The Magic of NV
There seems to be a mini deluge of interest stories regarding the properties of nitrogen-vacancy (NV) diamonds for quantum sensing of late. TQD’s pieces here and here complement the profile articles we covered on the startup Quantum Diamond Technologies Inc (QDTI), as well as the listicle piece 14 Companies Focused on Quantum Sensing and Manufacturing Superior Instrumentation To Revolutionize The Industry.
As we move into the Quantum 2.0 era, scientists, researchers and street-smart entrepreneurs will undoubtedly find new ways to improve outcomes using quantum mechanics as its go-to source of technological innovation.
And NV diamonds will surely be a part of that equation with players like QDTI making their mark on the sector, along with others in the vein of QZabre LLC.
Founded in 2018 by joint CEO Jan Rhensius as a spinoff from the Spin Physics group of Prof. Christian Degen at ETH Zurich, Switzerland, QZabre’s novel IP in imaging — based on the atomic defects in diamond — is set to change things in a big way.
“QZabre has provided us with greatly optimized NV scanning tips, which have excellent optical properties, NV coherence, and tuning forks. They make it possible to perform quantum sensing and nano scale magnetometry for studying spintronics devices.”
— Myeongwon Lee, Korea University
The startup’s products consist of NV scanning tips and turn-key scanning diamond microscopes. As an authority in NV scanning diamond magnetometry, the QZabre team’s Quantum Sensor Tips employ a single magnetic impurity in diamond (NV center) as an atomic-size magnetic quantum sensor with a high level of performance, single-crystal quality, high brightness, several contrast grades while each probe is handcrafted and customized to suit the customers’ requirements.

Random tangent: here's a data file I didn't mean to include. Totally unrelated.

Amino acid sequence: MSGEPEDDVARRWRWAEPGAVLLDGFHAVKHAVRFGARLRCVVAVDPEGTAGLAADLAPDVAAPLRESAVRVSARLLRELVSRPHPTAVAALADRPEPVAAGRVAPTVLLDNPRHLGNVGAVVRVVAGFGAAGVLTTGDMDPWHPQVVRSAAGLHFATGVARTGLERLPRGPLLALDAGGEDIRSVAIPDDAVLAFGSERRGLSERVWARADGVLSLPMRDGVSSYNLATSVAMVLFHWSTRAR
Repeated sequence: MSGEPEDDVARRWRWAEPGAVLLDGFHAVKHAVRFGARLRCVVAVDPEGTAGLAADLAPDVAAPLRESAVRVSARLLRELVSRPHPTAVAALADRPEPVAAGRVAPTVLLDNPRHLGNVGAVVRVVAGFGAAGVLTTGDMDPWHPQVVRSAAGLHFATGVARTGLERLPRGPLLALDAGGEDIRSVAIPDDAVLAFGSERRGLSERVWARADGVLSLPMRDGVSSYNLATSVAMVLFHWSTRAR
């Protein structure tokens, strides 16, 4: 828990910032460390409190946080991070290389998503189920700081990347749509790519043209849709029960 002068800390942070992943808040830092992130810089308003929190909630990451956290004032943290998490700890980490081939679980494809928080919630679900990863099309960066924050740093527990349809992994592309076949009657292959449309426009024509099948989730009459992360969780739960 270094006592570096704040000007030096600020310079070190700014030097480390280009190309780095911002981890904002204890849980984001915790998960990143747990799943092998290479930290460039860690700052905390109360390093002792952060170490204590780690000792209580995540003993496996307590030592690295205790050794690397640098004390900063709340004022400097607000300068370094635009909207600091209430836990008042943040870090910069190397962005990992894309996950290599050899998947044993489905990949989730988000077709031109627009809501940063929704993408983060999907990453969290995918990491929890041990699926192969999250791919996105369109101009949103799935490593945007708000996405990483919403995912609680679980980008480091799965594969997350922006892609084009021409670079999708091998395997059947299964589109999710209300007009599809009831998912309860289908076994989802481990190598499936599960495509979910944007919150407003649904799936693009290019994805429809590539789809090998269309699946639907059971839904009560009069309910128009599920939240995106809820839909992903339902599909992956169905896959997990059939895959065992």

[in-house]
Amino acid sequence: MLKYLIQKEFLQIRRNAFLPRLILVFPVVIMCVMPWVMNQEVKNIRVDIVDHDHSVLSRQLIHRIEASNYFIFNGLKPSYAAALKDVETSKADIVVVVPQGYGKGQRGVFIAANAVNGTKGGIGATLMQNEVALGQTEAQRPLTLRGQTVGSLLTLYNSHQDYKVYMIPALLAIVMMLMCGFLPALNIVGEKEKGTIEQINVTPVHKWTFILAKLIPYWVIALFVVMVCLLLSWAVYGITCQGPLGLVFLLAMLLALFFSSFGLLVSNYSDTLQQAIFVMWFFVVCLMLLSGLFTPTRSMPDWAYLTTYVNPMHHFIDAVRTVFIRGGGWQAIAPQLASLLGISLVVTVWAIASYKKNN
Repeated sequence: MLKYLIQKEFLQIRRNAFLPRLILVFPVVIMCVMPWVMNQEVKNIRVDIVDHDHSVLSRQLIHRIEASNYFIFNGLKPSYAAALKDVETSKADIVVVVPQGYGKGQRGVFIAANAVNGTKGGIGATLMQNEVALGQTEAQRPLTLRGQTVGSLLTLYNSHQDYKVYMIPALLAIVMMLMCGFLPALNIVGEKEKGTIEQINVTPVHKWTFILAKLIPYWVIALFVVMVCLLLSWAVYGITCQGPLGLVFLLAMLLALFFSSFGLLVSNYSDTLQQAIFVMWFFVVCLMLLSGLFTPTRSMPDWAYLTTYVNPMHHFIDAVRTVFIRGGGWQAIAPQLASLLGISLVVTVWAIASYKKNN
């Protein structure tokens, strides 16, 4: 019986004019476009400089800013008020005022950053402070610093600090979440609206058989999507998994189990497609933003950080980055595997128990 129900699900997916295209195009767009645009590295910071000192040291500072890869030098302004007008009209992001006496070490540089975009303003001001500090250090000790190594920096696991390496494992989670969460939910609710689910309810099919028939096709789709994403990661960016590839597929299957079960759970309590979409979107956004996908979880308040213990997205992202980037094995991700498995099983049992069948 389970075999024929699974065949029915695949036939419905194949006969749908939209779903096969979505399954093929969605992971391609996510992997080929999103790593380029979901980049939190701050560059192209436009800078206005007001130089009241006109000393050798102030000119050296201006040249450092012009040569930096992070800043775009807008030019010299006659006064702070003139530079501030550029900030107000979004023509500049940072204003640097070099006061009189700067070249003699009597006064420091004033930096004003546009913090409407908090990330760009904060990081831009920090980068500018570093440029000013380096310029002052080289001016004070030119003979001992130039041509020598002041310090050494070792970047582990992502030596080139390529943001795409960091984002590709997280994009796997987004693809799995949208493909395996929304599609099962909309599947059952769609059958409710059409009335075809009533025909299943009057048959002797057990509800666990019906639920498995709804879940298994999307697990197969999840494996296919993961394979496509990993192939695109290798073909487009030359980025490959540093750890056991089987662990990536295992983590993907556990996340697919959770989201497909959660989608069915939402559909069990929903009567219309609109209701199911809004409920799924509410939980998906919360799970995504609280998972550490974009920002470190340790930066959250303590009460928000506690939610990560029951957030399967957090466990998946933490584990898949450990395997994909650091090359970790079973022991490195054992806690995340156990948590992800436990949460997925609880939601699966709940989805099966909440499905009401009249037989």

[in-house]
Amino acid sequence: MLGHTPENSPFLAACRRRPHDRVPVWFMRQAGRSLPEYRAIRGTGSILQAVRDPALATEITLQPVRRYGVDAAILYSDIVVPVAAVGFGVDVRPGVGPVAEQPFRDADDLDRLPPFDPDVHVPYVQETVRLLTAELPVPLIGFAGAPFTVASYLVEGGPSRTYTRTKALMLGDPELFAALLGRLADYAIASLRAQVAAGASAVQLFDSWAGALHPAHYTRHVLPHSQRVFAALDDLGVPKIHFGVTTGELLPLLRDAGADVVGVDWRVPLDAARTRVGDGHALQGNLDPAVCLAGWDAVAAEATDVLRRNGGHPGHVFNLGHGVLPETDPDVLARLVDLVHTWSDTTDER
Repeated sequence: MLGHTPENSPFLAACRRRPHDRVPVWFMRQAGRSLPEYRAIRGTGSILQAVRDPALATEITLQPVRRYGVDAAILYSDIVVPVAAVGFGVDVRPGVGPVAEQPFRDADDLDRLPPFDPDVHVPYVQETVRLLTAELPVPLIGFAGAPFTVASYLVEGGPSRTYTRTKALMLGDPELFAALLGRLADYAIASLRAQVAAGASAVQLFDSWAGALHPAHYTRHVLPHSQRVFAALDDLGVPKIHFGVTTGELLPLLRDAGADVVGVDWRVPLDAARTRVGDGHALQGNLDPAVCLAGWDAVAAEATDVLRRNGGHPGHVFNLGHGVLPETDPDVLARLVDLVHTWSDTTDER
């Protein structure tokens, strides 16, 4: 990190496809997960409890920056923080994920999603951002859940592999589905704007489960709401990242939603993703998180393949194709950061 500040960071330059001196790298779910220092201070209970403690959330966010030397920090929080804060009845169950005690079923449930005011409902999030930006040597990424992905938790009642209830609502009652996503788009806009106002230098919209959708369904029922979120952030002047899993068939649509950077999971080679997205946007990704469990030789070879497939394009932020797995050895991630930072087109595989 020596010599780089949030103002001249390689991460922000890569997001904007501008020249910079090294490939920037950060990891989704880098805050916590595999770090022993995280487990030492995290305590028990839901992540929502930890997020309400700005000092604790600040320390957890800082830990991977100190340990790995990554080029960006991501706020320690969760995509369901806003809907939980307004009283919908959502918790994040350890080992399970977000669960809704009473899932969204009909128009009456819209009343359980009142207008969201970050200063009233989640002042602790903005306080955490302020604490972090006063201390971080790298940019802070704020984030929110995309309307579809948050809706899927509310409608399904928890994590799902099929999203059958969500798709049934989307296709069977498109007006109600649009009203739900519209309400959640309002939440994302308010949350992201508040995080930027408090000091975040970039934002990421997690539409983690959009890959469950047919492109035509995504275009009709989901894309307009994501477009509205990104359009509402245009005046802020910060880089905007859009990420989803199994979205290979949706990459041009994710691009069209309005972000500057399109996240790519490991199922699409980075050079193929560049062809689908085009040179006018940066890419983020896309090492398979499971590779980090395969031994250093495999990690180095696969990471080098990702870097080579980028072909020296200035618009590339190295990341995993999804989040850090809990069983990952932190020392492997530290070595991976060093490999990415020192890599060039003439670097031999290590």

The Quantum Scanning Microscope (QSM), on the other hand, is the world’s first compact, turn-key scanning NV magnetometer instrument that is a next-generation scanning probe microscope whose technology is based on QZabre’s diamond sensor technology which can be applied to vector field analysis of magnetic nanostructures; imaging of ferromagnetic and antiferromagnetic domains; quantitative analysis of domain wall width and chirality; mapping of helimagnetic, skyrmionic and multiferroic textures; detecting bio-magnetic or bio-electric signals; in geomagnetism; nanoscale thermometry; and correlative microscopy as well as other applications.
And with a happy academic client base that stretches the globe from Cornell University to the Agency for Science, Technology and Research, Singapore’s lead public sector R&D agency (A-Star Research), things are looking up for QZabre.
With research experience in nanotechnology and x-ray microscopy at ETH Zurich, the National University of Singapore and the Paul Sherrer Institute, Dr. Jan Rhensius’ practical exploits have been in fabrication and magnetic imaging in order to build high-performance NV scanning probes, bringing him to the point of founding QZabre.
With financial support in part by funding from ETH Zurich, the National Centres of Competence in Research on Quantum Science and Technology (NCCR QSIT), the Competence Center for Materials Science and Technology (CCMX), Innosuisse (Innosuisse), and the FP7 ICT DIADEMS Programme of the European Union, it looks like QZabre has everything in place to improve upon the technology while at the same time scaling it.